How to respond to negative employment reviews

Even a company with the most pristine reputation can’t escape negative feedback every now and then. Unfortunately, the adage of telling 10 people when you have a negative experience is multiplied in today’s society through the role of social media and our lives. We found this article from Inc. particularly helpful, and the rules apply whether it’s one of your own employees or a disgruntled customer. Conflict cannot be ignored. It must be heard and addressed if it has any chance of being resolved.


If Employees Trash Your Reputation Online, Science Says Do This

By J.T. O’Donnell

Managing your company’s reputation as an employer is pretty important these days. If you fail to address concerns, it can escalate to something now known as “employer shaming” – long rants on social media that go viral. Today, all employers are being forced to evaluate and improve the perception of their employer brand, or they will suffer the consequences in the form of increasing difficulty in hiring and keeping good talent.

Denial Is NOT The Answer

Having worked with hundreds of recruiters on their company’s online reputation, I’m amazed at how many employers are still taking the ‘head in the sand’ approach to employee reviews. Especially, on Glassdoor, the leading employer research site for job seekers. Ignoring a negative review tells job seekers you don’t care what employees think about your company. Nobody wants to work for a company that doesn’t respect its employees. When you choose not to respond to negative reviews, you are sending a message: we don’t care what you think.

Job Seekers Are Customers…Of Your Employer Brand

When job seekers study an employer to see if they should apply, it’s a form of customer behavior. Your employer brand is in the spotlight. Thus, when it comes to negative comments about working at your company, we can learn from studies around the best way to respond to customer reviews.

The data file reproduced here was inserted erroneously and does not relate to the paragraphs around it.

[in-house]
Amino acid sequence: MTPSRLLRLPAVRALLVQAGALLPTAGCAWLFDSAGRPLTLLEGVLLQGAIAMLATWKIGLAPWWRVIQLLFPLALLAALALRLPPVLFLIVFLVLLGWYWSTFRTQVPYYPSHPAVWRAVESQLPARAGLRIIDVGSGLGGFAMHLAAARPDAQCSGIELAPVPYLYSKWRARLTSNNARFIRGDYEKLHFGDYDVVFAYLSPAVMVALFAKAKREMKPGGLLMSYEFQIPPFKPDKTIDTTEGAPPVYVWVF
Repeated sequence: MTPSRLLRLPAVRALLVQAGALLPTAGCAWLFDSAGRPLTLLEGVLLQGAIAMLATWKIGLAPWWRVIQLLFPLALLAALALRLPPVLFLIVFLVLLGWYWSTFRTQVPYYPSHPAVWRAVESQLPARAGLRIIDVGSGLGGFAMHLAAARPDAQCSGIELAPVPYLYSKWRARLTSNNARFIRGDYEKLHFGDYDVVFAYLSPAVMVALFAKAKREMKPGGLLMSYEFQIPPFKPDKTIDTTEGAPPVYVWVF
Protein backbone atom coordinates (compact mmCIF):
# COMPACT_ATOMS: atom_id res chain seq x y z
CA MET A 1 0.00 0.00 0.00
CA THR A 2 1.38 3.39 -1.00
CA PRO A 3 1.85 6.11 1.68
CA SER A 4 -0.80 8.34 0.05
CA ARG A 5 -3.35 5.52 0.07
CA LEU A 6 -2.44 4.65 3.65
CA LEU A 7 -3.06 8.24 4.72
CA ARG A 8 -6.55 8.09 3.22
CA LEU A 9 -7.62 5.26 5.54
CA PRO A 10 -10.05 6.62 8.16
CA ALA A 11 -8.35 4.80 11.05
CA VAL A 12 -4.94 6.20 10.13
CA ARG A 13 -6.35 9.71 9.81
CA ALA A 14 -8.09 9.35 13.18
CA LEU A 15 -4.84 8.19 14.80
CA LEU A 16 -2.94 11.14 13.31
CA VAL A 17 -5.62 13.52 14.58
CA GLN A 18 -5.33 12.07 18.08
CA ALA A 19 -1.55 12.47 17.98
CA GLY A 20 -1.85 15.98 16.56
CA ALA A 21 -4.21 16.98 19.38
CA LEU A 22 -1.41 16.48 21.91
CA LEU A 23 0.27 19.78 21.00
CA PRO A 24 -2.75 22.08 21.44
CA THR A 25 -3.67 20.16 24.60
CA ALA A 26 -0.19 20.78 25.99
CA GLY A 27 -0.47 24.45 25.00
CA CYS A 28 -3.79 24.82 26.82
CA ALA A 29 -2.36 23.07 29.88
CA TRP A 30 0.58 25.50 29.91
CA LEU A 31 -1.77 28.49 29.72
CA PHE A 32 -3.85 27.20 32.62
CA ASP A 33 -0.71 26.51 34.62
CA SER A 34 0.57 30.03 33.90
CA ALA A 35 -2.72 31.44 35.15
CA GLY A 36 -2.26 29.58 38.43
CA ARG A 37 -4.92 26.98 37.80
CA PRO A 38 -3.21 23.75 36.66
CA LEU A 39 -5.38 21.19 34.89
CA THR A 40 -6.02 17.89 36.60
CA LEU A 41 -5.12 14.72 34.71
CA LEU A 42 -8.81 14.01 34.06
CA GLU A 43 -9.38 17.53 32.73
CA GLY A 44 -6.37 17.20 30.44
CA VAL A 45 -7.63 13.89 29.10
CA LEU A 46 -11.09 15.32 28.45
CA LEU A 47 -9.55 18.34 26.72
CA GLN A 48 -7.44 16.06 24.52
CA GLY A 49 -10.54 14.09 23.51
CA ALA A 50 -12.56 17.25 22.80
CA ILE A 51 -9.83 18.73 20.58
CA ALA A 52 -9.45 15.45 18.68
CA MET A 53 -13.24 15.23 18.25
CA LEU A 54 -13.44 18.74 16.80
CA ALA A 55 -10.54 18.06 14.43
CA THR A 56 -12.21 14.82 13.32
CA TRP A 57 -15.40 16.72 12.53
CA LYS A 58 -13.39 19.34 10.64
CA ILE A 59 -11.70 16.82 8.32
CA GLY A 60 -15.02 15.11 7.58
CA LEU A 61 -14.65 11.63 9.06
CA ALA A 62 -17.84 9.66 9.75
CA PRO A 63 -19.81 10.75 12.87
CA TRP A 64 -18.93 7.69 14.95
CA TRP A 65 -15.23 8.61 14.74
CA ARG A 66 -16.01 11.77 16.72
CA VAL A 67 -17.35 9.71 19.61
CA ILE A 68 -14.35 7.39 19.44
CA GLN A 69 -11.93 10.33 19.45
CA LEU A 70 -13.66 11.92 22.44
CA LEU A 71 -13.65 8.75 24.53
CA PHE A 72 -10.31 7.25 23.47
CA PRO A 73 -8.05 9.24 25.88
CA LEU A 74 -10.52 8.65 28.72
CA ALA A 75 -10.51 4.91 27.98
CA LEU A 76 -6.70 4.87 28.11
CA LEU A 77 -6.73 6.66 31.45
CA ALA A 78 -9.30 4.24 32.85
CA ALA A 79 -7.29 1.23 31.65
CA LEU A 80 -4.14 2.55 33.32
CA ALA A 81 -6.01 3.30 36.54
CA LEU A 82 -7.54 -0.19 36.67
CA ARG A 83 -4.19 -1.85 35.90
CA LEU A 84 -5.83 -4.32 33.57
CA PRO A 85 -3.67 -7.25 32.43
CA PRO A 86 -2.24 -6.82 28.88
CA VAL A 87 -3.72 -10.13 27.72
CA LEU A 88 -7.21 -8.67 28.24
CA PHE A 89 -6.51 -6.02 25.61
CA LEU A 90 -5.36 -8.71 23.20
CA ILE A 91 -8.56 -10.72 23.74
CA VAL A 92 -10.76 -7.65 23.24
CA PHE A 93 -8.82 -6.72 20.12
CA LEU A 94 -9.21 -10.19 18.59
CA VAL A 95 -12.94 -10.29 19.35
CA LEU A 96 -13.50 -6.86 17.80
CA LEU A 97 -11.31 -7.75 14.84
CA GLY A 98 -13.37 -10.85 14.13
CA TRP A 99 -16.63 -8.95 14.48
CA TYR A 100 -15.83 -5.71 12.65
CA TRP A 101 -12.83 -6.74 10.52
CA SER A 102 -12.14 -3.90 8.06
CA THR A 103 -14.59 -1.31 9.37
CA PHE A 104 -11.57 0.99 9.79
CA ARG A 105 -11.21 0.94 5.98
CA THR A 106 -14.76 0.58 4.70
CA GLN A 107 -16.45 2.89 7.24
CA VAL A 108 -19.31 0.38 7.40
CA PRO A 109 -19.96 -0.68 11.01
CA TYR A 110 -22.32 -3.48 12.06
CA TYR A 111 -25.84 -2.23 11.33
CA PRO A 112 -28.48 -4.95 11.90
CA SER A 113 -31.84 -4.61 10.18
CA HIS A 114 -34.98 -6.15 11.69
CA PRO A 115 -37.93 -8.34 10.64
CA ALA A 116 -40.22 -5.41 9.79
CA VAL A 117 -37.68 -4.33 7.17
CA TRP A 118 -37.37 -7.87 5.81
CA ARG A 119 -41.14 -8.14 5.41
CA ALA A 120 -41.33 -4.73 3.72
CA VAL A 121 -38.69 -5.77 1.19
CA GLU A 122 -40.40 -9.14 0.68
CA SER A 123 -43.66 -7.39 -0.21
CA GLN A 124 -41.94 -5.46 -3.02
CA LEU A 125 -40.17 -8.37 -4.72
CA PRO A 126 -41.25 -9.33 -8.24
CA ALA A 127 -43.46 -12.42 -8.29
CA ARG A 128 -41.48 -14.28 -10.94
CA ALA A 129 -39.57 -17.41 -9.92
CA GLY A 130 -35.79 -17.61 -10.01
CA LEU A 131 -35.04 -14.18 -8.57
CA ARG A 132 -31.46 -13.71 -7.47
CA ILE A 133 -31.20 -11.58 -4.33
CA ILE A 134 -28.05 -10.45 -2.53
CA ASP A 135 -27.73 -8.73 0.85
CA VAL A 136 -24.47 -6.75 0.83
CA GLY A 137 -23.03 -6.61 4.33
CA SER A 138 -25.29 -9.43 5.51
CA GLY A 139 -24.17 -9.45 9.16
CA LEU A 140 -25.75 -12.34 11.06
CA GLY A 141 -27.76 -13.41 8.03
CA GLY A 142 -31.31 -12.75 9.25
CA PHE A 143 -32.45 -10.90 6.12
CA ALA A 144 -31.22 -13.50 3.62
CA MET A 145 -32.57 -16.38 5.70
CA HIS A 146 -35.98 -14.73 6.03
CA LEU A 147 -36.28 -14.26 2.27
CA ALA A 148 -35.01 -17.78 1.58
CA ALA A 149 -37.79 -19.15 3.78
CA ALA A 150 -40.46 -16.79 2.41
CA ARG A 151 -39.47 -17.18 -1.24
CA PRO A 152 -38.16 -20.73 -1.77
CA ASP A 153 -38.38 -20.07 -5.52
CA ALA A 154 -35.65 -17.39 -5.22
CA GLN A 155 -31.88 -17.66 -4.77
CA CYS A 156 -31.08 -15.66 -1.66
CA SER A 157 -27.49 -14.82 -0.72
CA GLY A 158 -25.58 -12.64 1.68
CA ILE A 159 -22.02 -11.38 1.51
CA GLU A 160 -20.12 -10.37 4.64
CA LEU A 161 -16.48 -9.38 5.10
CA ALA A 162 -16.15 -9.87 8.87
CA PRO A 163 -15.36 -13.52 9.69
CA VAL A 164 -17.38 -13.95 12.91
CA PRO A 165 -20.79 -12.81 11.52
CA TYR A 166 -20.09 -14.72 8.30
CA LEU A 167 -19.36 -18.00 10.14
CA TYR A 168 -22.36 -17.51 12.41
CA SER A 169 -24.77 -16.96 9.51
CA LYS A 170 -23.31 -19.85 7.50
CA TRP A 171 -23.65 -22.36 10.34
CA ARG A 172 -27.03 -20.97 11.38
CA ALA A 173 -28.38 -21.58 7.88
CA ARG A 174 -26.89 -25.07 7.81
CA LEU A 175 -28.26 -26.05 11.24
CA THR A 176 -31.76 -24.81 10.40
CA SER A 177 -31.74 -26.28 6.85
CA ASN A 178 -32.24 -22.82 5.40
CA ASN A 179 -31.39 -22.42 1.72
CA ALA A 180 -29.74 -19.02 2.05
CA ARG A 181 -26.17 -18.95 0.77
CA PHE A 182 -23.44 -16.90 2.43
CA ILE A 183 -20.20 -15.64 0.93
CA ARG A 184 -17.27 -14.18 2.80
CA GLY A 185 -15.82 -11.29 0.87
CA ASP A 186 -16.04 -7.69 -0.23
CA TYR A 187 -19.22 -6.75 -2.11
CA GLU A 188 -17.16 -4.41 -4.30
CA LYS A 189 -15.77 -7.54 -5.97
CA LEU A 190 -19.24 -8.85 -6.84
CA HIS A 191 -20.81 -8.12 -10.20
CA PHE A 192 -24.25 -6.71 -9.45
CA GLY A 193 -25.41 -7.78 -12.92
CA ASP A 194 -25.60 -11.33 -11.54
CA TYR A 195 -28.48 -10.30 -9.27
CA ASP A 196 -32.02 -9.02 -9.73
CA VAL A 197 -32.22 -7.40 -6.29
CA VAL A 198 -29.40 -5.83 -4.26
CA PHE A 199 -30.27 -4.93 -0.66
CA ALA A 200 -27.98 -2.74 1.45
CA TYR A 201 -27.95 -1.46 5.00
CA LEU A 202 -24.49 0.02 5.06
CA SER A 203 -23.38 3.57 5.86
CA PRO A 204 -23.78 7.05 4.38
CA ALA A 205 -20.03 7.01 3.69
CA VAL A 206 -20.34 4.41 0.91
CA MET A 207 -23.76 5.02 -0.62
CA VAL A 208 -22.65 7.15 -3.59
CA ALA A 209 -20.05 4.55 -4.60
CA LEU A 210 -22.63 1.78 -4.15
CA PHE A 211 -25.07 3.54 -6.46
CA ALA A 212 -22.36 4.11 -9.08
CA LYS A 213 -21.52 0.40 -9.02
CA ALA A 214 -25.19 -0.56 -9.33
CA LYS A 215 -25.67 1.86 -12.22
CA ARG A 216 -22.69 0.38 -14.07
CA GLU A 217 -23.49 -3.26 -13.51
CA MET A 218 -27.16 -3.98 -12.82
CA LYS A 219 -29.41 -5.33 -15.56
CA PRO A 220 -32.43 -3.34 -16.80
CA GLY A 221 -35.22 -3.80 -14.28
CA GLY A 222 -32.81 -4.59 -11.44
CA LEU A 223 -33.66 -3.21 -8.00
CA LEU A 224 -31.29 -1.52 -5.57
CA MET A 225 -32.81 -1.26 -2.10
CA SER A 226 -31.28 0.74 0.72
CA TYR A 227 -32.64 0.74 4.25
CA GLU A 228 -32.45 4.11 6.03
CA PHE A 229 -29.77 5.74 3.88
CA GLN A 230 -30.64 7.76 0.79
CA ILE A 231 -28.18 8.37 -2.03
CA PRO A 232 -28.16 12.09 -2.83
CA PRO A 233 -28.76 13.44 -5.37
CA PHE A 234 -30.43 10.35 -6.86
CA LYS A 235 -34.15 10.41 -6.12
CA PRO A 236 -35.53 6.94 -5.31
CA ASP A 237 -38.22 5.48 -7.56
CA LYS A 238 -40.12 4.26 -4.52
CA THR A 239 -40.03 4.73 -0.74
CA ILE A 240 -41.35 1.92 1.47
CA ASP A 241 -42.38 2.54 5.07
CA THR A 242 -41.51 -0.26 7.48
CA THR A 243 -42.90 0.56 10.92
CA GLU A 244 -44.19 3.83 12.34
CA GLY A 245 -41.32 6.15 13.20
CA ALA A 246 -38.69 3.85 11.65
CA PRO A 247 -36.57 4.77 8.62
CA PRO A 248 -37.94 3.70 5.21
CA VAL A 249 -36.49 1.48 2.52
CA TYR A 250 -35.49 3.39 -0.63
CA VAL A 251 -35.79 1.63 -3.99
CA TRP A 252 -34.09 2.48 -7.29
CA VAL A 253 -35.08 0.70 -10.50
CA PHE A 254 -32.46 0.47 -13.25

A Harris survey concludes if companies address negative reviews and feedback head-on, the customer often deletes the negative review AND sometimes even posts a positive one. The survey found 68% of customers that left negative reviews got a response, and 18% of these people became loyal customers as a result, and made additional purchases from the company. And, of the customers that received a response from a company after posting negative feedback about their shopping experience, 33% turned around and posted a positive review, and 34% deleted the original negative review.

This aligns with Glassdoor’s own research, where users agree their perception of a business improves after seeing an employer respond to a review by 62%.

Think of it this way: the more proactive you are in responding to employee reviews, the more control you have over the perception of your employer brand and your ability to hire top talent.

Follow The 3A’s To Respond To Reviews

Besides responding quickly and politely, the secret to an effective rebuttal to a negative review is to follow the 3As:

Acknowledge – thank them for taking the time to share their thoughts and feelings. This doesn’t mean you need to apologize. Especially, if the review contains inaccurate information.

Articulate – do your homework and provide facts and research to offer perspective and, if necessary, the counter-argument to what has been stated by the employee. Job seekers know there are two sides to every story. It’s up to you to share the circumstances as objectively as possible so a job seeker can draw their own conclusion.

Advise – offer potential job seekers some guidance on how they could avoid having a similar experience to the one shared by this employee. More importantly, openly encourage them to contact you to discuss it. This can drive more applications.

Don’t Let Employee Reviews Ruin Your Reputation As An Employer

The time you invest in learning to properly respond to all employee reviews (good and bad), will pay off in the long run. Not only will you give job seekers added perspective which will encourage them to apply, you’ll also be able to identify and address areas for improvement to make working at your company and even better experience. And, when you do, be sure to mention it in your future responses to reviews!

J.T. O’Donnell is the founder and CEO of  and a contributor to Inc .com where a version of this article originally appeared.